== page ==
What is vitamin D
Vitamin D is a fat-soluble vitamin. It is also known as the sunshine vitamin, as it is synthesized when the skin is exposed to sunlight. Vitamin D plays an important role in bone metabolism, muscle function and the immune system.
|Fat-soluble: something that is soluble in fats.|
Vitamin D and cholesterol
Yes, it's thanks to cholesterol and the sun that our body synthesizes vitamin D. More precisely, the sun's UV-B rays react with 7-dehydrocholesterol (a cholesterol derivative present in our bodies) to form vitamin D.
So it's good to remember the importance of cholesterol in our bodies, as it's one of the factors that enables us to synthesize vitamin D.
How does vitamin D work?
Vitamin D helps control the amount of calcium and phosphate you absorb from food.
Calcium is essential for healthy bones. Phosphate is needed for healthy bones, teeth, muscles, nerves and basic bodily functions.
Vitamin D comes in two forms:
- Vitamin D2 (ergocalciferol) is naturally present in certain plants.
- Vitamin D3 (cholecalciferol) occurs naturally in animals and is produced by the skin when exposed to sunlight.
The amount of time you need to spend in the sun depends on where you live, how much time you spend outdoors and the pigmentation of your skin.
You can cover your vitamin D needs with either form. But D3 is generally preferred, as it is better absorbed by the body, more effective and destroyed less rapidly than D2.
Vitamin D offers numerous health benefits.
Strengthens bones and musclesBones
Vitamin D ensures the proper absorption of calcium, an essential element for bones. In the presence of a vitamin D deficiency, the body cannot assimilate calcium from food and must take it from our bones.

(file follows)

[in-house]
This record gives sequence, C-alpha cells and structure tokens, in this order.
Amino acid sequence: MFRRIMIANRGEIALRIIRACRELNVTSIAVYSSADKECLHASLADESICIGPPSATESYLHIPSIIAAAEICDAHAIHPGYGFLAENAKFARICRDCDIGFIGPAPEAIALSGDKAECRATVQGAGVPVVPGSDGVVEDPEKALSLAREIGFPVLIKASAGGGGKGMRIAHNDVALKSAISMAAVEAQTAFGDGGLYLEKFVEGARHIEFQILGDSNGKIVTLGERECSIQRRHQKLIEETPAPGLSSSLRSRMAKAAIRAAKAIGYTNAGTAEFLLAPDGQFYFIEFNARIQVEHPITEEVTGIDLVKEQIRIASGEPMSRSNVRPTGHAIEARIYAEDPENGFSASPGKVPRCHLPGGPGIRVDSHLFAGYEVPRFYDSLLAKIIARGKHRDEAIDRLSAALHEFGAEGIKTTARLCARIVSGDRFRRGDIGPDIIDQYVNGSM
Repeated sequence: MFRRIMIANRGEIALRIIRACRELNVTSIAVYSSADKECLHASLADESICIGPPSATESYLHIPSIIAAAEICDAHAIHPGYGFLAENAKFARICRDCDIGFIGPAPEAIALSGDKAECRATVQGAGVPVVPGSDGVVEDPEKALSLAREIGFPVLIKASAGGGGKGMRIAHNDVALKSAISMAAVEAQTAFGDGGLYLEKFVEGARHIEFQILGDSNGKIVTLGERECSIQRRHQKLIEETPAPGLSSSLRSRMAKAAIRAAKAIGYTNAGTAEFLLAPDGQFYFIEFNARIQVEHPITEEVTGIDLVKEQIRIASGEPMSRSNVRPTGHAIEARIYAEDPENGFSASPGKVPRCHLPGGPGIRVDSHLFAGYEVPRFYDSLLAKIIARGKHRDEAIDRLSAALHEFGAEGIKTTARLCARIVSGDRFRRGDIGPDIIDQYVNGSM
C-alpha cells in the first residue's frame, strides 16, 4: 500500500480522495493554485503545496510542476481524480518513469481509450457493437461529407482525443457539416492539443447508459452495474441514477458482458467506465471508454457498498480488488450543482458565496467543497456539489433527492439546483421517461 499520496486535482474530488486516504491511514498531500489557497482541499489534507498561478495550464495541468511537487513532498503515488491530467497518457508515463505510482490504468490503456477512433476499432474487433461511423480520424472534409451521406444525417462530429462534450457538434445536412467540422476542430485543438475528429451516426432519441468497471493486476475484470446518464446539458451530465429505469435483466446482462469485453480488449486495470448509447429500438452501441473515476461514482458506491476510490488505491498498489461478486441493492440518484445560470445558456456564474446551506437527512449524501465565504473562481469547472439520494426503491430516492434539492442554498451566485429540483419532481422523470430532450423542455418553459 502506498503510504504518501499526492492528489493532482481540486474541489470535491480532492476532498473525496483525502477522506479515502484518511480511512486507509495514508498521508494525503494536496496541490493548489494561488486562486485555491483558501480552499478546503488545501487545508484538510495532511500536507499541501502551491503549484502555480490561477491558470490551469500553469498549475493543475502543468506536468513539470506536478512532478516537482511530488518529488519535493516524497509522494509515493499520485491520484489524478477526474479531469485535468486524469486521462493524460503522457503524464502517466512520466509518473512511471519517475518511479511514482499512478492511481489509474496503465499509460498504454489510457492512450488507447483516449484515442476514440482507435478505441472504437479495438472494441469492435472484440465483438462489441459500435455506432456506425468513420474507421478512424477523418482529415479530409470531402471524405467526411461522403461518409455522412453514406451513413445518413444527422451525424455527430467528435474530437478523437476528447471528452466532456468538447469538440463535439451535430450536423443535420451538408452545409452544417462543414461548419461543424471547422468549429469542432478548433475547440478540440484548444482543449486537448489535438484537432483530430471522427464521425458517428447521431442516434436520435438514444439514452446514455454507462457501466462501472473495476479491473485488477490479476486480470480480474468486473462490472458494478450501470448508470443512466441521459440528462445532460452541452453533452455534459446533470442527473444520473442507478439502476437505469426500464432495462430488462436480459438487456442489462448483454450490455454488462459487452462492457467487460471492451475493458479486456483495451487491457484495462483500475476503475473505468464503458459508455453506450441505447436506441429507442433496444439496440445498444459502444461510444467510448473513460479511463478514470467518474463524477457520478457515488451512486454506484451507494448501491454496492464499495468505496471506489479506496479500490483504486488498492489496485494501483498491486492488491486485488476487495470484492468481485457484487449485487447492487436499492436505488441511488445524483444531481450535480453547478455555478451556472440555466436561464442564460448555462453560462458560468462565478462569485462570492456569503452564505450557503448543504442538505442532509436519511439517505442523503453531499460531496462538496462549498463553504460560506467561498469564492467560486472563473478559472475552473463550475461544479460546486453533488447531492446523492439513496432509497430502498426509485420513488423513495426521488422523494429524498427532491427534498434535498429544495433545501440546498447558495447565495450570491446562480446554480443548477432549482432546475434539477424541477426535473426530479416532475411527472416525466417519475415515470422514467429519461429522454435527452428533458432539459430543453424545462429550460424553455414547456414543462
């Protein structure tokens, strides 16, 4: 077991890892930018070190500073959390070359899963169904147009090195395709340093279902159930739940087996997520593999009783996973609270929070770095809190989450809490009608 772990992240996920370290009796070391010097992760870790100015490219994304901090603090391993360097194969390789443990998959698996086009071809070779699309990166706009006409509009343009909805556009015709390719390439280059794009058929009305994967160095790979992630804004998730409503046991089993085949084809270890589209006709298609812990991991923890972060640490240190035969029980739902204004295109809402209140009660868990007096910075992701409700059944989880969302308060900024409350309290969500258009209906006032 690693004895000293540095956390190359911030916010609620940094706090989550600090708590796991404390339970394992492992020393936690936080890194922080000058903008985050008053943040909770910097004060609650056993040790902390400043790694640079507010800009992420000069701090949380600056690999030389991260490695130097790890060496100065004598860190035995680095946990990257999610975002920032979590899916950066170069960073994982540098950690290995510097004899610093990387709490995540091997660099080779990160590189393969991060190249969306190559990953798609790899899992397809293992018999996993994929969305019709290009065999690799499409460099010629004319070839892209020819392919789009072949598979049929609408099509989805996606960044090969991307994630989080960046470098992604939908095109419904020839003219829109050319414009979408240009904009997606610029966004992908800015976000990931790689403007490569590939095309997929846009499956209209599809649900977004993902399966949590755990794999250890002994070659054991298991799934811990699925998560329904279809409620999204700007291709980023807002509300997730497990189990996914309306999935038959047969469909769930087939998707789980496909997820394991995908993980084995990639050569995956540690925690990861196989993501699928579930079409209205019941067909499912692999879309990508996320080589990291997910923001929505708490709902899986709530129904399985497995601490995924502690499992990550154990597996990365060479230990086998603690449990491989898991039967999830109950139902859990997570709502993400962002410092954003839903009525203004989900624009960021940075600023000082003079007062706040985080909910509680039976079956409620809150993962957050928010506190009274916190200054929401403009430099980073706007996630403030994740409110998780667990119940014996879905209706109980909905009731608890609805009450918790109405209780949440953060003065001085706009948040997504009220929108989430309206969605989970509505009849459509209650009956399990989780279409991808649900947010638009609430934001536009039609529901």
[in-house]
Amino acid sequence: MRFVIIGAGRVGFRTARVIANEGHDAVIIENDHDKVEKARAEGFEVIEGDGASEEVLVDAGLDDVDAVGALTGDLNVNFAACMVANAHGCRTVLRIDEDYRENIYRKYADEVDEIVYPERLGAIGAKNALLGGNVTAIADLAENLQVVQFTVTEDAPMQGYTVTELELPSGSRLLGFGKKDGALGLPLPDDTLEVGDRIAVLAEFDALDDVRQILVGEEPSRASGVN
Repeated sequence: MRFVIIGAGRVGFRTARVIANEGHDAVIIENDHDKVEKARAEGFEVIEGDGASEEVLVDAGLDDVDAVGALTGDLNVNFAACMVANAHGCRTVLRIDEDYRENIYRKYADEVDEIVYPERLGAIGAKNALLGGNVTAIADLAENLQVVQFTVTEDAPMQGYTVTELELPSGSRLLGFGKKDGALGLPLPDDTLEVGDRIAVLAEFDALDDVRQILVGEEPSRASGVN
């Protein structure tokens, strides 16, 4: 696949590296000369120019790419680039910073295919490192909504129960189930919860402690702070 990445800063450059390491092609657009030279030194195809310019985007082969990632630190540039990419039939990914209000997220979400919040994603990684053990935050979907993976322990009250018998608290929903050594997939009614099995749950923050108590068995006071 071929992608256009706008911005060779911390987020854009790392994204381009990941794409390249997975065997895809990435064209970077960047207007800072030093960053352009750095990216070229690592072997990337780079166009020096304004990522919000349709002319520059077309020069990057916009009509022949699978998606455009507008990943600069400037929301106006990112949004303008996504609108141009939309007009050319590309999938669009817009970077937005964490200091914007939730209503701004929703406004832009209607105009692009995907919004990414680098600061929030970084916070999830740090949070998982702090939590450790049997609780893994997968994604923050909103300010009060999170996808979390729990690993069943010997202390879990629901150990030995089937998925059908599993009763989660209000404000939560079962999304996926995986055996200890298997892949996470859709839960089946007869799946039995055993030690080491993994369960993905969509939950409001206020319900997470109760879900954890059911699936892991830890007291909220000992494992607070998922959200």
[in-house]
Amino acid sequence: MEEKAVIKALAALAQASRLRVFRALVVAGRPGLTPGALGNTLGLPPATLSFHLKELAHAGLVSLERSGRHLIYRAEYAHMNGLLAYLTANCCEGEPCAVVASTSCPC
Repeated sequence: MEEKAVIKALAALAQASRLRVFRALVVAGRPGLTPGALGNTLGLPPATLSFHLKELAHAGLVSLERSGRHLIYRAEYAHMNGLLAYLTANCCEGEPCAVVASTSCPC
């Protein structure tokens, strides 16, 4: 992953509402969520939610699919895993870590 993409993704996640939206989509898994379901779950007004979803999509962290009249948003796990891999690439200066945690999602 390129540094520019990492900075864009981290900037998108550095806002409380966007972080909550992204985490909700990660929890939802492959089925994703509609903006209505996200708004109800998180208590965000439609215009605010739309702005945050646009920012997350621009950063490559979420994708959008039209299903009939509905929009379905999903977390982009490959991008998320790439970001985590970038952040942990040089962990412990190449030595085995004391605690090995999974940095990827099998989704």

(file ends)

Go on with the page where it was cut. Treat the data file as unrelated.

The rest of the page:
This can lead to the following pathologies:
- Bone fragility
Calcium is an essential element for muscles. It helps muscle proteins to perform the work of contraction.
This means that vitamin D deficiency leads to calcium deficiency, and consequently to muscle loss.
In short, vitamin D is important for strong bones and muscles, increasing bone density and muscle mass.
Strengthens the immune system
Vitamin D boosts immunity and helps fight infection by regulating the activity of immune cells that trigger antiviral and antibacterial responses.
It activates and stimulates the innate and adaptive immune systems.
Innate immune system: Immediate defense, first barrier against infectious agents
Adaptive immune system: second barrier, the body recognizes infectious agents and acts accordingly.
Research has shown that it can help prevent:
- Acute respiratory infections
Vitamin D is active in the regulation of the well-being hormone serotonin.
That's why a course of D can reduce fatigue and anxiety.
Improves heart function
Vitamin D also plays a role in cardiovascular health. It keeps the heart and blood vessels in good working order. A deficiency could lead to..:
- Metabolic syndrome
And in return, an adequate level of vitamin D:
- Healthier blood vessels
- Stroke prevention
What are the best food sources?
Although produced by our bodies when our skin is exposed to the sun, we can find vitamin D3 in our diet.
Here is a non-exhaustive list of foods that can provide vitamin D3:
- Cod liver oil
- Fish such as herring, mackerel, sardines, salmon, trout and tuna
- Dark chocolate
- Whole milk
Is supplementation the solution?
Food supplements are the easiest way to get enough vitamin D3 every day. To avoid mistakes when choosing your supplements, we invite you to consult our article on "How to choose dietary supplements"..
Indeed, it can be difficult to get enough vitamin D3 from the sun alone, especially in winter.
Eating foods with a high dose of D3 can be difficult, so taking vitamin D3 in dietary supplement form can be beneficial.